A Muslim man who saved a group of customers by hiding them in a basement storage room of the Hyper Cacher supermarket during the recent hostage taking in France has been called a hero.
“When they came running down I opened the door of the fridge,” Lassana Bathily told French Television network BFM TV.
“Several came in with me. I turned off the light and the fridge. When I turned off the cold, I put them in. I closed the door. I told them to stay calm and I said ‘you stay quiet there, I’m going back out’.”
People in social media networks have called him a hero, and want to spread his story.
On Friday, police ended the hostage-taking in the kocher supermarket in the eastern Porte de Vincennes area of Paris, killing one armed hostage-taker, Amedy Coulibaly, who was a suspect in the Thursday killing of a policewoman in southern Paris. Officials say that four hostages were also killed during the raid.
Bathily, a 24-year-old shop assistant, is originally from the West African country of Mali.
He was initially thought to be one of the hostage takers by French police as he was escaping via a goods lift.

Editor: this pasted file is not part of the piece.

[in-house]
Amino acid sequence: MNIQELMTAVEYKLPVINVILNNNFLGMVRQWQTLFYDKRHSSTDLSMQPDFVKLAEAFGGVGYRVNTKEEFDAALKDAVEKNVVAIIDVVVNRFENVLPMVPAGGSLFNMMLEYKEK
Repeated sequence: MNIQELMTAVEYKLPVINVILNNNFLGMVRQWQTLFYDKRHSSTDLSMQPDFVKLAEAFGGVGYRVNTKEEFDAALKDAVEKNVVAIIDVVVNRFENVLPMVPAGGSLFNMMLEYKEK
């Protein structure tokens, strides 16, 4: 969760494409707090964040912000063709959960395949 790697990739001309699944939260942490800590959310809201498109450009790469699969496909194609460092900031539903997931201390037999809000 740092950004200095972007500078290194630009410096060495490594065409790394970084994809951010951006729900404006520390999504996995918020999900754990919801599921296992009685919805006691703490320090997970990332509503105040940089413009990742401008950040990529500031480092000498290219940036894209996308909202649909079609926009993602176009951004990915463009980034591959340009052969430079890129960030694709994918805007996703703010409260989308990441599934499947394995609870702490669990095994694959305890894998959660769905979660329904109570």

“They told me, ‘get down on the ground, hands over your head’. They cuffed me and held me for an hour and a half as if I was with them,” The Guardian quoted him as saying.
Following the shootout which ended the situation, customers came and thanked him for his bravery. “When they got out, they thanked me,” he said.
Also on Friday, two brothers, Said and Cherif Kouachi, suspected of slaughtering 12 people on Wednesday at the Paris office of Charlie Hebdo satirical weekly, were killed after being cornered at a printing workshop with a hostage in the town of Dammartin-en-Goele, northeast of Paris. The two had earlier released the hostage.
Earlier on Friday, a person claiming to be Coulibaly told BFM that he was an ISIL member, and that he had “co-ordinated” his attack with the Kouachi brothers, the state-run BBC reported.
The ISIL Takfiri group has claimed responsibility for the attacks, threatening to target the United States and Britain next. “We started with the France operation for which we take responsibility,” Abu Saad al-Ansari, who is affiliated with the Takfiri group, said in the Iraqi city of Mosul.
French police and intelligence services have been facing mounting criticism over their lack of intervention before the attack on Charlie Hebdo newspaper headquarters by the two gunmen on Wednesday.
One of the main suspects of the Wednesday attack had reportedly been convicted on terrorism charges and another is thought to have had links to Yemeni al-Qaida militants.